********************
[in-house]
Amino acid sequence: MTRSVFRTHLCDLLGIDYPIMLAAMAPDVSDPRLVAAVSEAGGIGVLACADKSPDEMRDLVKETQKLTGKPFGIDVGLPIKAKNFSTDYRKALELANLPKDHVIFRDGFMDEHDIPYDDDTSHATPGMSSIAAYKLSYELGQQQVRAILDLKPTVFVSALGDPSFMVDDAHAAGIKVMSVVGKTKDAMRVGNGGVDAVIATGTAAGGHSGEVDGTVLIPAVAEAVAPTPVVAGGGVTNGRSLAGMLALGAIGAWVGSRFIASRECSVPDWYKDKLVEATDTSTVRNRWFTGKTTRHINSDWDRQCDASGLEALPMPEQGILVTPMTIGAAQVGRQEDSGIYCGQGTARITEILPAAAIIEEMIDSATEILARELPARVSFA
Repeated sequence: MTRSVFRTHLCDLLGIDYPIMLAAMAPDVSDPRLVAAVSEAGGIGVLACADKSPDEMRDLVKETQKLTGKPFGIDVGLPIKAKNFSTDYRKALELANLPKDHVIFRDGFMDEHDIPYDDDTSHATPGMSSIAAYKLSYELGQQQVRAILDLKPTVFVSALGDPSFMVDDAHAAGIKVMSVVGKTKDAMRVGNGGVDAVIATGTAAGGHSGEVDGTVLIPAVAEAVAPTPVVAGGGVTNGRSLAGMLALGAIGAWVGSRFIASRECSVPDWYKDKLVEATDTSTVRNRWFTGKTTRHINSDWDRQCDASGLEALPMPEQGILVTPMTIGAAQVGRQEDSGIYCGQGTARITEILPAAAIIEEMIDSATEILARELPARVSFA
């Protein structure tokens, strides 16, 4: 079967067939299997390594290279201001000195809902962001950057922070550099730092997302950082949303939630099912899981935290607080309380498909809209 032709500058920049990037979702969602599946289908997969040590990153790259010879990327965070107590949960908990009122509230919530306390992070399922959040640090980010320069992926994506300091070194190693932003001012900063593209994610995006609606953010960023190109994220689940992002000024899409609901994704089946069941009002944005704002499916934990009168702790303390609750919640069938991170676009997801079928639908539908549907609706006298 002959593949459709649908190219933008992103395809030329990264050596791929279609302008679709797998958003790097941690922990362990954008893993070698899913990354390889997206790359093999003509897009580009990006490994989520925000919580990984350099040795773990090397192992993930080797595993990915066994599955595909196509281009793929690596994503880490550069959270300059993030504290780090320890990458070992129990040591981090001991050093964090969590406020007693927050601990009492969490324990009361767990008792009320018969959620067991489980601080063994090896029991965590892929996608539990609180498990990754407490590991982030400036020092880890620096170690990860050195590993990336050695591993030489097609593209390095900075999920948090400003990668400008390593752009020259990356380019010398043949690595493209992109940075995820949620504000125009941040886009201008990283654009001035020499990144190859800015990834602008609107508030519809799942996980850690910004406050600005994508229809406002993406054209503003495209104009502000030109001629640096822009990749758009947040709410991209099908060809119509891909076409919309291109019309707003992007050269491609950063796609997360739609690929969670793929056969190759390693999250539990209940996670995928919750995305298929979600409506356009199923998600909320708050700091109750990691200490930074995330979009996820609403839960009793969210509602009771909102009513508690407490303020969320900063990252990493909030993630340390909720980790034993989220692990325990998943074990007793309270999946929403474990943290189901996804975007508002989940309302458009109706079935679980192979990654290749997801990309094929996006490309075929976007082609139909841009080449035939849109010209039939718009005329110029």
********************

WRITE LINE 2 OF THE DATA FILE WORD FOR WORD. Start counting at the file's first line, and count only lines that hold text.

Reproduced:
Amino acid sequence: MTRSVFRTHLCDLLGIDYPIMLAAMAPDVSDPRLVAAVSEAGGIGVLACADKSPDEMRDLVKETQKLTGKPFGIDVGLPIKAKNFSTDYRKALELANLPKDHVIFRDGFMDEHDIPYDDDTSHATPGMSSIAAYKLSYELGQQQVRAILDLKPTVFVSALGDPSFMVDDAHAAGIKVMSVVGKTKDAMRVGNGGVDAVIATGTAAGGHSGEVDGTVLIPAVAEAVAPTPVVAGGGVTNGRSLAGMLALGAIGAWVGSRFIASRECSVPDWYKDKLVEATDTSTVRNRWFTGKTTRHINSDWDRQCDASGLEALPMPEQGILVTPMTIGAAQVGRQEDSGIYCGQGTARITEILPAAAIIEEMIDSATEILARELPARVSFA